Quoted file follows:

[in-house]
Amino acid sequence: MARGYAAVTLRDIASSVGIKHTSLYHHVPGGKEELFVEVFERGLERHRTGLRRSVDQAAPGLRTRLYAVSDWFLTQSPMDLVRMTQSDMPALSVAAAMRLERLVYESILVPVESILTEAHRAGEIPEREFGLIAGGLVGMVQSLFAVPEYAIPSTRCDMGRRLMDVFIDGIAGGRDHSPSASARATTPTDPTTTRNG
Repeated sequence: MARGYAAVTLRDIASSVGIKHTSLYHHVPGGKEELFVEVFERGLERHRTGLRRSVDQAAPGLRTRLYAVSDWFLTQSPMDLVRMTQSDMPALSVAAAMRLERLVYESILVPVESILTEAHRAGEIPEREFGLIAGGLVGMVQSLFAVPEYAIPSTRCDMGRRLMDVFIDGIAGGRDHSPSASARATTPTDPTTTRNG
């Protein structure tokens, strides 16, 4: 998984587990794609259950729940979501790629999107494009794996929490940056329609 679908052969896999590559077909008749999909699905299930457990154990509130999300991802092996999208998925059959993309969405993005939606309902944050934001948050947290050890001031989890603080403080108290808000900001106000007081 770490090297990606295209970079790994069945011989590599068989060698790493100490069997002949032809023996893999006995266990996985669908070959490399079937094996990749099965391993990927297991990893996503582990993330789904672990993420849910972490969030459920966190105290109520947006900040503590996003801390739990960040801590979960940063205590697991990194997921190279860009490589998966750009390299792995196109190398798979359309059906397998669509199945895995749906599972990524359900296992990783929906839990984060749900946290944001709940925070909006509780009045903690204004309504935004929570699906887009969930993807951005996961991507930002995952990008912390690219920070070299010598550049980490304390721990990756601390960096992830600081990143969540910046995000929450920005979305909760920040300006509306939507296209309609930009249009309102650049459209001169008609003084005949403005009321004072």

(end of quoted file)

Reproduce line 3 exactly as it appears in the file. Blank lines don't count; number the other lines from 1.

Repeated sequence: MARGYAAVTLRDIASSVGIKHTSLYHHVPGGKEELFVEVFERGLERHRTGLRRSVDQAAPGLRTRLYAVSDWFLTQSPMDLVRMTQSDMPALSVAAAMRLERLVYESILVPVESILTEAHRAGEIPEREFGLIAGGLVGMVQSLFAVPEYAIPSTRCDMGRRLMDVFIDGIAGGRDHSPSASARATTPTDPTTTRNG